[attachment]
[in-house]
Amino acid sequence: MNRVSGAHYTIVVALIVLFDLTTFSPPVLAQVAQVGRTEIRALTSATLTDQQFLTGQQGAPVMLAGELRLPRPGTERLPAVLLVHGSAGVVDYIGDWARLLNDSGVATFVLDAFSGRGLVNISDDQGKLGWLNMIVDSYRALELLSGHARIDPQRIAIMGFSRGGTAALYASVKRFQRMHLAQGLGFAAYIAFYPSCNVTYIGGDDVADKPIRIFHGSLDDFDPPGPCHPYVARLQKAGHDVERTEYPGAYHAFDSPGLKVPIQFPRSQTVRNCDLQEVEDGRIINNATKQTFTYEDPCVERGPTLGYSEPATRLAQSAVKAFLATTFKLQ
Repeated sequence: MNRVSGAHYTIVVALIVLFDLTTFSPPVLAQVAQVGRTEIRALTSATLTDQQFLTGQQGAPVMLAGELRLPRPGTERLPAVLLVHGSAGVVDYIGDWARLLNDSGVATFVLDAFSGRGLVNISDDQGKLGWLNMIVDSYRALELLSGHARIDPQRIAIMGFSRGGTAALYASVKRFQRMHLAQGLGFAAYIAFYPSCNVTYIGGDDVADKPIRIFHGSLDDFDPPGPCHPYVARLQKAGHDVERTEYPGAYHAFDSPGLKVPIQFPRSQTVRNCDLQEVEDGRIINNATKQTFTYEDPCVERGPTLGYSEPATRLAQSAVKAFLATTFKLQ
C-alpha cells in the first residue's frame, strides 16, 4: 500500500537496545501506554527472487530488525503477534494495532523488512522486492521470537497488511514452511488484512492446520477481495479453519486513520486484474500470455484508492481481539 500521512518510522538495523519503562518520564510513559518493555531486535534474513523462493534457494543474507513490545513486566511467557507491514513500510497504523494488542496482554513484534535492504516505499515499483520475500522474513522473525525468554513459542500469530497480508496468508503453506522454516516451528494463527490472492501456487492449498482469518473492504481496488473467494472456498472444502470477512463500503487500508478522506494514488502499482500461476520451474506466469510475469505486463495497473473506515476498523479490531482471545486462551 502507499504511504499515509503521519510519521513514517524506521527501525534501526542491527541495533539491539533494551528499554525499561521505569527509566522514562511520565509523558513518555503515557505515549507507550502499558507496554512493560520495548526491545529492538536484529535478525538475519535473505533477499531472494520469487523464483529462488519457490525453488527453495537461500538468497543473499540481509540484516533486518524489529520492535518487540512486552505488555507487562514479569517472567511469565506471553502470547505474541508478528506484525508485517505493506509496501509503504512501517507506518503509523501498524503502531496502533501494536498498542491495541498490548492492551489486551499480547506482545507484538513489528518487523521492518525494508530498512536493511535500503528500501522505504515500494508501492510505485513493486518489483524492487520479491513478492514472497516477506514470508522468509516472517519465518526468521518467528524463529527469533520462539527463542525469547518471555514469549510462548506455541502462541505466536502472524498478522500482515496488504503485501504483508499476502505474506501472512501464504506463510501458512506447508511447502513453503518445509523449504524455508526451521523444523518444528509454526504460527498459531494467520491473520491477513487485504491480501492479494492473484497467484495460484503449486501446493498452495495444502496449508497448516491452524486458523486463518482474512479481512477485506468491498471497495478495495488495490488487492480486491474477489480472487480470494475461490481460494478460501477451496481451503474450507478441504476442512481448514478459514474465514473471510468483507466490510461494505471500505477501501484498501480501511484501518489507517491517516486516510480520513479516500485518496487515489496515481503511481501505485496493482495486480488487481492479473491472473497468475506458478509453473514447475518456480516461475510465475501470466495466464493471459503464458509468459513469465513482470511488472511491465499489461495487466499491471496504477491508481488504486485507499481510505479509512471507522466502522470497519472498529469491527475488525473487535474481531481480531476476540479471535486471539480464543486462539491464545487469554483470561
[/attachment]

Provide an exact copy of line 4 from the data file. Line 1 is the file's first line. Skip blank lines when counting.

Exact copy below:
C-alpha cells in the first residue's frame, strides 16, 4: 500500500537496545501506554527472487530488525503477534494495532523488512522486492521470537497488511514452511488484512492446520477481495479453519486513520486484474500470455484508492481481539 500521512518510522538495523519503562518520564510513559518493555531486535534474513523462493534457494543474507513490545513486566511467557507491514513500510497504523494488542496482554513484534535492504516505499515499483520475500522474513522473525525468554513459542500469530497480508496468508503453506522454516516451528494463527490472492501456487492449498482469518473492504481496488473467494472456498472444502470477512463500503487500508478522506494514488502499482500461476520451474506466469510475469505486463495497473473506515476498523479490531482471545486462551 502507499504511504499515509503521519510519521513514517524506521527501525534501526542491527541495533539491539533494551528499554525499561521505569527509566522514562511520565509523558513518555503515557505515549507507550502499558507496554512493560520495548526491545529492538536484529535478525538475519535473505533477499531472494520469487523464483529462488519457490525453488527453495537461500538468497543473499540481509540484516533486518524489529520492535518487540512486552505488555507487562514479569517472567511469565506471553502470547505474541508478528506484525508485517505493506509496501509503504512501517507506518503509523501498524503502531496502533501494536498498542491495541498490548492492551489486551499480547506482545507484538513489528518487523521492518525494508530498512536493511535500503528500501522505504515500494508501492510505485513493486518489483524492487520479491513478492514472497516477506514470508522468509516472517519465518526468521518467528524463529527469533520462539527463542525469547518471555514469549510462548506455541502462541505466536502472524498478522500482515496488504503485501504483508499476502505474506501472512501464504506463510501458512506447508511447502513453503518445509523449504524455508526451521523444523518444528509454526504460527498459531494467520491473520491477513487485504491480501492479494492473484497467484495460484503449486501446493498452495495444502496449508497448516491452524486458523486463518482474512479481512477485506468491498471497495478495495488495490488487492480486491474477489480472487480470494475461490481460494478460501477451496481451503474450507478441504476442512481448514478459514474465514473471510468483507466490510461494505471500505477501501484498501480501511484501518489507517491517516486516510480520513479516500485518496487515489496515481503511481501505485496493482495486480488487481492479473491472473497468475506458478509453473514447475518456480516461475510465475501470466495466464493471459503464458509468459513469465513482470511488472511491465499489461495487466499491471496504477491508481488504486485507499481510505479509512471507522466502522470497519472498529469491527475488525473487535474481531481480531476476540479471535486471539480464543486462539491464545487469554483470561